Review: Dub maestro Mala joins forces with prominent British writer, dub poet and Rastafarian Benjamin Zephaniah and Natty for this heavy hitting, hand-stamped 12". "I'm a bad man anyway, this is my sound" says Zephaniah with real passion as spaced out pads and delicate chords soften his battle cry, and his musings on the black man's struggle, righteousness and Rastafarianism play out in absorbing fashion. Best believe this one is going to become a real cult favourite, not least because of the exceptional sound design and sense of space inherent in any Mala tune.
Review: Without argument, Terror Danjah has been one of the most influential and respected producers in the grime scene since day one, and "Invasion" is his sixth album. Fully instrumental and loaded with ideas, samples and a myriad of musical twists and turns, this far excels any standard grime boundary and celebrates everything that's great about UK bass and beatmaking culture. Every beat has its own story; the soulful swoons on "Scene 1", the absolute gully daggers of "Snowfall", the wheezy eastern pipework of "TBC" and the dense, intense head-spin "After Dark". Total blueprint business and releases at a very poignant time. We wish Terror a speedy and full recovery.
Review: Epoch returns! And he's packing some of his rarest steez since "Soundboy Abduction". All air raid sirens, trippy widescreen basses and a scientific spoken word all comprise to form a brutal wall of sound slo-mo drama on "V1" while "Roacher" bubbles with a technoid sense of playfulness and unpredictability. Finally "Rib Cage" takes the surreal sensations to even higher levels with a melting intro, nagging hi-end percussion and the strangest harmonic strings ever to grace an Innamind release. Truly singular.
Review: Since 2015, deep dubstep explorer Corin Bornoff AKA Karma has put out one EP a year. This year's was delayed, it seems, but it has finally appeared - just as 2018 is wheezing its' last, scarlet-faced breath. Opener "Bluefoot" was arguably worth the wait, though. Built around a skewed but still stepping, reggae-fired dubstep "ridim", the track shuffles along on a wave of hushed shakers, ultra-deep sub-bass and intergalactic dub-wise effects. Over on the flipside, "Choose Life" is surprisingly positive, with Bornoff wrapping ear-catching synthesizer melodies, alien electronics and UK steppas style bass around a punchy drum track.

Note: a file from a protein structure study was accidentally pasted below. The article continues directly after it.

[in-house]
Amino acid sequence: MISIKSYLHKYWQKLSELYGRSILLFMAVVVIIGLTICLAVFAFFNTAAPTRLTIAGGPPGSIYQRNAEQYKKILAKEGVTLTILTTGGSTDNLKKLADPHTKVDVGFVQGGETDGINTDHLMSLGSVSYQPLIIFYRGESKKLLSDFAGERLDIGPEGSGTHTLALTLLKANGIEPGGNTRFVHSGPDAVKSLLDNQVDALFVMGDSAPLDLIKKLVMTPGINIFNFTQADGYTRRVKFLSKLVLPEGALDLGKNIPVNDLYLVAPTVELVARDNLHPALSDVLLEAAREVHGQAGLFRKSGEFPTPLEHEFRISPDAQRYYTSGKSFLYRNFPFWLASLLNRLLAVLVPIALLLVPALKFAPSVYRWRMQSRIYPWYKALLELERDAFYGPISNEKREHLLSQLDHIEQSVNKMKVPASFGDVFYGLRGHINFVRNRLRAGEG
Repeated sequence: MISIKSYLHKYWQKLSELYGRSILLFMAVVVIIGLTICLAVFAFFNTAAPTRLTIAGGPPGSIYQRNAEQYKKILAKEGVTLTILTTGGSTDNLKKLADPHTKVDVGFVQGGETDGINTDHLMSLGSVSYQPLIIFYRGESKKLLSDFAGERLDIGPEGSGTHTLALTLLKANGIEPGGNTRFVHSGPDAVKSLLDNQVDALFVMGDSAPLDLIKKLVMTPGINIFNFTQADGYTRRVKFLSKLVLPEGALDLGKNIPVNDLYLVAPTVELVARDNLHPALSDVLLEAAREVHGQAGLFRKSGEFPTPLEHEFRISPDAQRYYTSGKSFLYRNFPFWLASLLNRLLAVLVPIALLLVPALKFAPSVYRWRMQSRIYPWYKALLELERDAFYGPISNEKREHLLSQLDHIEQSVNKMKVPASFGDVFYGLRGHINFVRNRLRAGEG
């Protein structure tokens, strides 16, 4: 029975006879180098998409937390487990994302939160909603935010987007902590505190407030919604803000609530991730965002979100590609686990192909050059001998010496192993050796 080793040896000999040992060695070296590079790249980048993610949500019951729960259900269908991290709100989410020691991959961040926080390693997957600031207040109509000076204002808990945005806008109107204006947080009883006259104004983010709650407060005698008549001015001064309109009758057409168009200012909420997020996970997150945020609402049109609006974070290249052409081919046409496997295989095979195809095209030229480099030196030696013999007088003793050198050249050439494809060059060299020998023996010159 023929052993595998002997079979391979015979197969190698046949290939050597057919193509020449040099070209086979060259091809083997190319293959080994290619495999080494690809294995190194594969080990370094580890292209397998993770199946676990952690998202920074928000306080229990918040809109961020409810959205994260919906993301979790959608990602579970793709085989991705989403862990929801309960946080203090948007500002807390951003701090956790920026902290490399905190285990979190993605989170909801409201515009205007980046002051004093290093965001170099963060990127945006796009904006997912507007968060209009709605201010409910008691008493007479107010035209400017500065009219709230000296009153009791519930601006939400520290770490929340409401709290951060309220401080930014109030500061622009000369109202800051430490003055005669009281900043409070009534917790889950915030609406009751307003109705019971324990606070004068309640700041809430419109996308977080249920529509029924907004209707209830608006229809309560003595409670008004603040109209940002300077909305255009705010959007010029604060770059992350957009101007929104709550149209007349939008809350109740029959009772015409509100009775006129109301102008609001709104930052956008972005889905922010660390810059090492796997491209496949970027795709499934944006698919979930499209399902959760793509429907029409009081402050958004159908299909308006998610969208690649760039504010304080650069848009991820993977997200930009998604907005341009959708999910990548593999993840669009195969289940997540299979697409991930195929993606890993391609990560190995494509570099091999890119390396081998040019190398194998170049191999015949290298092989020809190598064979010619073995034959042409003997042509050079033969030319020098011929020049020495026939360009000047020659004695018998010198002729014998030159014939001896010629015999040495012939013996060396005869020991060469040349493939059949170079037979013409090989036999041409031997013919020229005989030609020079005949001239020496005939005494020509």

Review: Hyperdub kick off the vinyl side to their ten-year celebrations with this weighty four-tracker from some of the leading lights from the label's story. Mala is in a strident mood with "Expected, Level 10" carrying through that extra touch of melody from the Mala In Cuba LP. DVA cuts loose with the leftfield scattershot groove of "Technical Difficulties", reveling in tonal experimentation and jagged rhythmic flair to a stunning end. Still locked into the sci-fi trap tangent that characterised Severant, Kuedo turns out the haunting "Mtzpn" and Helix pops up for a remix of Kode9's "Xingfu Lu" that strips down to bare essentials with a little starlit soul rubbed into the framework.
Review: While he's offered up the occasional remix, William "Burial" Bevan has been rather quiet of late. In fact, this two-tracker marks his first original material for almost two years. Lead cut "Claustro" is an unexpectedly up-tempo dancefloor affair - a sweet and sticky chunk of future-garage that sees Bevan wrap sugary female vocal snippets, spacey chords and bubbly analogue electronics around snappy two-step beats - drenched in vinyl crackle and tape hiss - and a rock solid bassline. It will raise a few eyebrows given his previous work but nevertheless sounds like a summer anthem in waiting. Bevan returns to familiar territory on flipside cut "State Forest", a ghostly, field recording-laden ambient excursion where pedal steel style motifs slowly rise above opaque electronics.
Review: Woof! Hyperdub bring together two of the most recognisable and enigmatic artists of recent times on this 10", as Zomby and Burial square down ahead of the former's new album for the label. Zomby's Ultra LP is undoubtedly one of this year's most anticipated albums and "Sweetz" suggests it may be a very moody affair indeed. Whilst rooted in UK dance, Zomby and Burial do look elsewhere for inspiration too. Just under seven minutes long, "Sweetz" veers through various sub-heavy soundscapes with intermittent rhythmic patters and a distinctive looped vocal sample whose pitch changes with dramatic effect.
Review: It was only a matter of time before Boofy landed on Pinch's Tectonic. Both Bristol. Both magnetised to the fringes. Both responsible for untold low end hurters like these... "Back In The Box" is a heavy pressure cut with pneumatic kicks and ominous stretched brass textures while "Herbie" is a highly strung piece that's stripped back to just drums, subs and an eerie faltering lead and builds and twists when you least expect it. Flip for the churchy chords and rattled percussion of "In My Head" before "Perfunktion" closes with jazzier chords and a stone cold steppy kick arrangement. Classic Boofs.
Review: Busting open a brand new bottle of 2019 with his bare Mancunian hands, Walton returns to Pinch's Tectonic with his first fresh dispatch since his sophomore album Black Lotus. As always, it's a full-bodied assault as "Bullet 2" licks shots with technoid venom. "Inside" follows with a similar spirit but with even less layers of armour and a bouncier bassline, while "More Cowbell" does that toxic Pulse X style alien bass thing, gets all trippy with the percussion and seriously stampy with the kicks. Finally, we close with a bruked up G swagger on the spacious, foreboding "Gunshot Clap". Shots fired.